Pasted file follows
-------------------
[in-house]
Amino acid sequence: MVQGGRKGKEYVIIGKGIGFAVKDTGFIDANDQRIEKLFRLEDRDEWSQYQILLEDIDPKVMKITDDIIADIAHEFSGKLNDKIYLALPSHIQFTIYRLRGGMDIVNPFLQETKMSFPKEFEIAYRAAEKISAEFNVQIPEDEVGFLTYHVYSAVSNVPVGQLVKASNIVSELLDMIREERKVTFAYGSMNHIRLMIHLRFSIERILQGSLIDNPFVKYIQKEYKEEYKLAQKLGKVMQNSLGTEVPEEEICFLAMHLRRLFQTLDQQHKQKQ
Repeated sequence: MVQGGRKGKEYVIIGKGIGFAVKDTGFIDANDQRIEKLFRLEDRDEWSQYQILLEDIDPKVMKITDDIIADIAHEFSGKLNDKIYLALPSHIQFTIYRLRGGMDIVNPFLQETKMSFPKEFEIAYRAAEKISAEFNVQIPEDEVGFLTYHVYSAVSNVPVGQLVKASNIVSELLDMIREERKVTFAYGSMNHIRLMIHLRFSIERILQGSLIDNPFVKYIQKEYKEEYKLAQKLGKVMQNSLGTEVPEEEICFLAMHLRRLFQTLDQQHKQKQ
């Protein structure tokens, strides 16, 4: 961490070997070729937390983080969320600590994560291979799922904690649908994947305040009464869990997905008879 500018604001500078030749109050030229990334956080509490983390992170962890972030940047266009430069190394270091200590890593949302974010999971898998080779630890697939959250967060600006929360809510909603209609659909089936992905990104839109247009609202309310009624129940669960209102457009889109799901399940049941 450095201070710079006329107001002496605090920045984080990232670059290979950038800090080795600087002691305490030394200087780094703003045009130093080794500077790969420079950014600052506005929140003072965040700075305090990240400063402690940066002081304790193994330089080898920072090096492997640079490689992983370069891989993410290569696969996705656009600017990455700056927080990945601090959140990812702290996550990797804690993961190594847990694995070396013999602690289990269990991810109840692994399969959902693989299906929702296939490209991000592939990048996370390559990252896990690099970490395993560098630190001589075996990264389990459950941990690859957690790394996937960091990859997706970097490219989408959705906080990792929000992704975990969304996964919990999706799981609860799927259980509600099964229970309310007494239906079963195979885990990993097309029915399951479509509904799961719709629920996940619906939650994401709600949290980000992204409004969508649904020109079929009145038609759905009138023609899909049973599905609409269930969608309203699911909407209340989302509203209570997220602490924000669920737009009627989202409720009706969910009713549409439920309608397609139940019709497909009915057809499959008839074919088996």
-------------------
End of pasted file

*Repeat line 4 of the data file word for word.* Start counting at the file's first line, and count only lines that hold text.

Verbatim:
């Protein structure tokens, strides 16, 4: 961490070997070729937390983080969320600590994560291979799922904690649908994947305040009464869990997905008879 500018604001500078030749109050030229990334956080509490983390992170962890972030940047266009430069190394270091200590890593949302974010999971898998080779630890697939959250967060600006929360809510909603209609659909089936992905990104839109247009609202309310009624129940669960209102457009889109799901399940049941 450095201070710079006329107001002496605090920045984080990232670059290979950038800090080795600087002691305490030394200087780094703003045009130093080794500077790969420079950014600052506005929140003072965040700075305090990240400063402690940066002081304790193994330089080898920072090096492997640079490689992983370069891989993410290569696969996705656009600017990455700056927080990945601090959140990812702290996550990797804690993961190594847990694995070396013999602690289990269990991810109840692994399969959902693989299906929702296939490209991000592939990048996370390559990252896990690099970490395993560098630190001589075996990264389990459950941990690859957690790394996937960091990859997706970097490219989408959705906080990792929000992704975990969304996964919990999706799981609860799927259980509600099964229970309310007494239906079963195979885990990993097309029915399951479509509904799961719709629920996940619906939650994401709600949290980000992204409004969508649904020109079929009145038609759905009138023609899909049973599905609409269930969608309203699911909407209340989302509203209570997220602490924000669920737009009627989202409720009706969910009713549409439920309608397609139940019709497909009915057809499959008839074919088996």